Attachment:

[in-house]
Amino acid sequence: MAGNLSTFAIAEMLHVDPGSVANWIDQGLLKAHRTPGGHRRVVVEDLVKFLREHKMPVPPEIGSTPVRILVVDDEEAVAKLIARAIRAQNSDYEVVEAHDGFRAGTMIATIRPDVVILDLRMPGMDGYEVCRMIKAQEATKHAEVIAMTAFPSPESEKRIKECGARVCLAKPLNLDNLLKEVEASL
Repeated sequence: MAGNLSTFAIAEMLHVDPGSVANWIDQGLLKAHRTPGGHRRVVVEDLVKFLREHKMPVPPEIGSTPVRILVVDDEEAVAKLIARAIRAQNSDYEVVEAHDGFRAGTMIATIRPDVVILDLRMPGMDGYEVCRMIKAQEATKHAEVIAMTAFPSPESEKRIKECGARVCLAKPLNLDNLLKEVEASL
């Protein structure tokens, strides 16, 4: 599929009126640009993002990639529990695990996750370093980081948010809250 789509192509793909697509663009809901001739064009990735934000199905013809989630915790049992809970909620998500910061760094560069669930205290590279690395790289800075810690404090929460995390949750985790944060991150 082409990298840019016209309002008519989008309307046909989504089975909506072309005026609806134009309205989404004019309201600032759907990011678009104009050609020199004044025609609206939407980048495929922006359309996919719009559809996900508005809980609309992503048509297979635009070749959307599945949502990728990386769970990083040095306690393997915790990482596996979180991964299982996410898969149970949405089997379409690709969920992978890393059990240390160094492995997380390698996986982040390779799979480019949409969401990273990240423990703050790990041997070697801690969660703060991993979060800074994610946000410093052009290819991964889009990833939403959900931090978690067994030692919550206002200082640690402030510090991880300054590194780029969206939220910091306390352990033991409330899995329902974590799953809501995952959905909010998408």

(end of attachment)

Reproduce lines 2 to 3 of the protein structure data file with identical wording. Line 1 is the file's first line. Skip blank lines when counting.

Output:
Amino acid sequence: MAGNLSTFAIAEMLHVDPGSVANWIDQGLLKAHRTPGGHRRVVVEDLVKFLREHKMPVPPEIGSTPVRILVVDDEEAVAKLIARAIRAQNSDYEVVEAHDGFRAGTMIATIRPDVVILDLRMPGMDGYEVCRMIKAQEATKHAEVIAMTAFPSPESEKRIKECGARVCLAKPLNLDNLLKEVEASL
Repeated sequence: MAGNLSTFAIAEMLHVDPGSVANWIDQGLLKAHRTPGGHRRVVVEDLVKFLREHKMPVPPEIGSTPVRILVVDDEEAVAKLIARAIRAQNSDYEVVEAHDGFRAGTMIATIRPDVVILDLRMPGMDGYEVCRMIKAQEATKHAEVIAMTAFPSPESEKRIKECGARVCLAKPLNLDNLLKEVEASL